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Sounds like "automated" vs "manual" approach. But in the end, I think they are interchangeable. You can do an automated XSID via writing GET from inside an iframe/image.
It may be correct by OWASP definition, but it's the same end result - a request sent from a different sender then expected, whether automated or not.
In my humble opinion, all these definitions complicate security (and we all know security<complexity).
My 2 cents.
On Sat, Jan 16, 2010 at 10:49 PM, Ronen Z <firstname.lastname@example.org> wrote:
> Hi Chris,
> I feel that while the two are similar, they are not the same.
> CSRF by OWASP definition is "...an attack which forces an end user to
> execute unwanted actions on a web application in which he/she is
> currently authenticated."
> In contrast, the exploits described in the paper require the end user
> to merely *view* a page on the vulnerable website. No action is taking
> An action in my mind, is a two-step process: First the user requests
> the pre-action page, which contains the action button (and usually a
> form too). The click on the button preforms the action and sends the
> user to the post-action page.
> CSRF is thus a way to skip the pre-action page, and send the user
> directly to the post-action page. (Via an email link, hidden iframe,
> image etc).
> CSRF prevention is done with CSRF tokens: unique "challenge" tokens
> that are added as hidden values to the form in the pre-action page.
> When the form is submitted, the token is verified. Because the token's
> value is unknown in advance, construction of a malicious, direct
> post-action URL is not possible. While this method stops CSRF, it will
> not help with CSID.
> In all the examples given (and in the general case), the victim's
> information that is being uncovered is added to the first landing page
> (the pre-action page). No action is forged. Consider for example
> Orkut's "Recently Visited" feature. How would you use CSRF tokens (or
> anything else for that matter) to prevent it being used for CSID (i.e
> clandestinely sending the victim's browser to visit the attacker's
> profile), and still retain the current functionality (allowing direct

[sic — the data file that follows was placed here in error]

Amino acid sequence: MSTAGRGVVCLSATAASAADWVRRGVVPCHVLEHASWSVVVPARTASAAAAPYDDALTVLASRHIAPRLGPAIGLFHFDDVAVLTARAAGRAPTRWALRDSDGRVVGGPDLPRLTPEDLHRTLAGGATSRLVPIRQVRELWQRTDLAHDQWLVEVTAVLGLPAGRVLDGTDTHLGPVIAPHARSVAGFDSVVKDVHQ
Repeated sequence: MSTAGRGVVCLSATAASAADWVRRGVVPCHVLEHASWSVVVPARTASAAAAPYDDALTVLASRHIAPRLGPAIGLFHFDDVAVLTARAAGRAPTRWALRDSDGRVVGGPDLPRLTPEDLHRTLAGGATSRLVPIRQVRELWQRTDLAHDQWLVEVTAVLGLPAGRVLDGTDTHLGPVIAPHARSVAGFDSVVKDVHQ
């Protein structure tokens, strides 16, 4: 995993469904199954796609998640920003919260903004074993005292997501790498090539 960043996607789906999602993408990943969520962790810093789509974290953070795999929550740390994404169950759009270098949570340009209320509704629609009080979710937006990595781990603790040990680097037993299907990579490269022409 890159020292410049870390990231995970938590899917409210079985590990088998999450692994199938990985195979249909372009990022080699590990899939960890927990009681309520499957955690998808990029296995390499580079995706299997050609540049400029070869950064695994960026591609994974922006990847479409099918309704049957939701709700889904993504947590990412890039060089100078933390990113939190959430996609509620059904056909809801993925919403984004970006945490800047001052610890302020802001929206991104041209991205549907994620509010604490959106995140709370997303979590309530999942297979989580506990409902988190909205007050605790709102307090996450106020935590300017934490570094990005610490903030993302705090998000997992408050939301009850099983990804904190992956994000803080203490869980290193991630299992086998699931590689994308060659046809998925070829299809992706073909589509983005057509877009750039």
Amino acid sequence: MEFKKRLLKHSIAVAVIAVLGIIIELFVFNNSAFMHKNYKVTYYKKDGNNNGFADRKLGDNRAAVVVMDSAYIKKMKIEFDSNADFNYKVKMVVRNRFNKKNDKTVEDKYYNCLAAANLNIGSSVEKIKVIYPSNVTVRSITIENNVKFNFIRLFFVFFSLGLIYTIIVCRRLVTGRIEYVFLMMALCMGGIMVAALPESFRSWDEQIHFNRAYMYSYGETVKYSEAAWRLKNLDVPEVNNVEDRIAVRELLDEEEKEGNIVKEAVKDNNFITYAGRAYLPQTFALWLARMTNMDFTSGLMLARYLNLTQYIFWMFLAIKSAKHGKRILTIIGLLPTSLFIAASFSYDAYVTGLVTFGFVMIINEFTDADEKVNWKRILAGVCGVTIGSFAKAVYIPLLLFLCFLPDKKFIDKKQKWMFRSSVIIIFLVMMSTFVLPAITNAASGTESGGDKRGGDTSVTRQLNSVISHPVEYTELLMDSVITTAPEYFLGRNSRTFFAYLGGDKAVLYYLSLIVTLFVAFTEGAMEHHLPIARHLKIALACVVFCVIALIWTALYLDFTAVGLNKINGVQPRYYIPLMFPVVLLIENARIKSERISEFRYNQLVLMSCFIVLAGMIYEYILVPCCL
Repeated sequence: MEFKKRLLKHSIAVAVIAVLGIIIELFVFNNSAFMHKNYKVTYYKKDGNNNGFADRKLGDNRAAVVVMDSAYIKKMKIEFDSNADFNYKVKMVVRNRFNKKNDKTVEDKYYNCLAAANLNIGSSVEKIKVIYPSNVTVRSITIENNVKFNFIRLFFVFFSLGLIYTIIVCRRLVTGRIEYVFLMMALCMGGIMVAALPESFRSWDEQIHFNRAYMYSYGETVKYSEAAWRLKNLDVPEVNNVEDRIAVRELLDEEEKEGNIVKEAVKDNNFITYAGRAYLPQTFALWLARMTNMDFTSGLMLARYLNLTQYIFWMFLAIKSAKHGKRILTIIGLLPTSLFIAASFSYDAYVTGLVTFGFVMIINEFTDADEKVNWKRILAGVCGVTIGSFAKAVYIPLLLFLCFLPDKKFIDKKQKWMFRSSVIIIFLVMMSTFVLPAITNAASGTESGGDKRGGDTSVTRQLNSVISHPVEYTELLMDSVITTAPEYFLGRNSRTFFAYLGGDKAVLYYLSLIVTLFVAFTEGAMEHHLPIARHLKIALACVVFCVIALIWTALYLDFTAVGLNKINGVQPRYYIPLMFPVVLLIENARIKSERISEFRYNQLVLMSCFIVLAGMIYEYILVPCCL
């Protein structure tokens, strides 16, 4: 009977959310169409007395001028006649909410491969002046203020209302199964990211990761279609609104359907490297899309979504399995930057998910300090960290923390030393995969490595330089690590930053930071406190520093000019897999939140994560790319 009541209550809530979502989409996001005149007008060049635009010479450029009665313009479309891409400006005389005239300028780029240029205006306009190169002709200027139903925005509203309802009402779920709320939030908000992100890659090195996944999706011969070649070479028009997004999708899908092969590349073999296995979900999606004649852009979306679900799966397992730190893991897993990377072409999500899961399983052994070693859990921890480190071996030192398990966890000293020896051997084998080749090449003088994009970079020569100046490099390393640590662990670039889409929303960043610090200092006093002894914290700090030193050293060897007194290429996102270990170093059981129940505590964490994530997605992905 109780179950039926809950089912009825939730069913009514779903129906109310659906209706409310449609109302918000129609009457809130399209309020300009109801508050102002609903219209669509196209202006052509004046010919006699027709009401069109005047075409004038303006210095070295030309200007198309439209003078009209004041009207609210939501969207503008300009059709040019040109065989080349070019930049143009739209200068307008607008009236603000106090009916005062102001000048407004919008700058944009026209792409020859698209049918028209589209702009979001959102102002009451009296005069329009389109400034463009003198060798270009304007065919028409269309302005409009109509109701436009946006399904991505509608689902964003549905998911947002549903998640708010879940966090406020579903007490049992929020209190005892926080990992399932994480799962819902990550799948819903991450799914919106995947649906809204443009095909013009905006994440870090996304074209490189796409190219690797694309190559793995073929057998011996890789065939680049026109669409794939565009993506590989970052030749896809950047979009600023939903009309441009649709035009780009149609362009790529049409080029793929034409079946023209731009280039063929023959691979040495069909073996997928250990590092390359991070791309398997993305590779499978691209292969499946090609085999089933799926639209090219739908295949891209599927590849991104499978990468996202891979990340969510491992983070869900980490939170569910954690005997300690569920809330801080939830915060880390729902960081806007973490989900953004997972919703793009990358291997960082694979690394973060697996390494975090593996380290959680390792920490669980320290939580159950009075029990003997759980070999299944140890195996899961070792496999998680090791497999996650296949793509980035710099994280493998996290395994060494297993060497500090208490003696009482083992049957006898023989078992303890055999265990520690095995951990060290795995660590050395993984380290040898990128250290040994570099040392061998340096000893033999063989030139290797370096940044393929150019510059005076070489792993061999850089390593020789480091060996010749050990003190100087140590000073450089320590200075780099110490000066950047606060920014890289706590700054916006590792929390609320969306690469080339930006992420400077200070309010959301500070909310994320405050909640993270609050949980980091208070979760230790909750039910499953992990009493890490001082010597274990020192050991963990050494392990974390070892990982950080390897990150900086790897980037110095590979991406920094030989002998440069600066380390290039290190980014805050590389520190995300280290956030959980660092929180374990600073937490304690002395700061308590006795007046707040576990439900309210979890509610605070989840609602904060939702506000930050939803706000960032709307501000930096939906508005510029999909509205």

> URL to users' profiles)?
> I also considered my first find a CSRF, but thinking more about the
> general case of this attack I thought it might actually be it's own
> attack type.
> What do you think?
> On Wed, Jan 13, 2010 at 6:45 PM, Christian Sciberras <email@example.com> wrote:
>> I'm confused, isn't this just like XSRF (cross-site request forgery)?
>> On Wed, Jan 13, 2010 at 4:33 PM, Ronen Z <firstname.lastname@example.org> wrote:
>>> A new type of vulnerability is described in which publicly available
>>> information from social network sites obtained out of context, can be used
>>> to identify a user in cases where anonymity is taken for granted.
>>> This attack (dubbed Cross Site Identification, or CSID) assumes the
>>> following scenario: A user that is currently logged on to her social network
>>> account visits a 3rd party site, supposedly anonymously, in another browser
>>> tab. The 3rd party site causes her browser to contact the social network
>>> site and exploit the vulnerability resulting in her identity being disclosed
>>> to the attacker. The 3rd party target site is not necessarily controlled by
>>> the attacker. It could also be, for example, any site allowing user provided
>>> content that includes an image link (basically any forum or blog site).
>>> Other possibilities exist.
>>> While the information that is received by the attacker is technically
>>> publicly available, obtaining it in this manner effectively lifts the veil
>>> of anonymity from the user when interacting with the 3rd party site.
>>> Three social networks were tested and all were found to contain the
>>> vulnerability. These are Facebook, Orkut and Bebo. Some of the
>>> vulnerabilities were design flaws. The vulnerabilities are described and
>>> demonstrated. The sites were contacted in advance yet some of the
>>> vulnerabilities are still open.
>>> CSID is not bound only to social network sites but might be found on any
>>> site that authenticates its users. Various flavors of the attack are
>>> The post below contains a detailed description of the attack and its
>>> implications. It also includes details about the live vulnerabilities found.
>>> Post/White Paper:
>>> Ronen Zilberman
>>> Full-Disclosure - We believe in it.
>>> Charter: http://lists.grok.org.uk/full-disclosure-charter.html
>>> Hosted and sponsored by Secunia - http://secunia.com/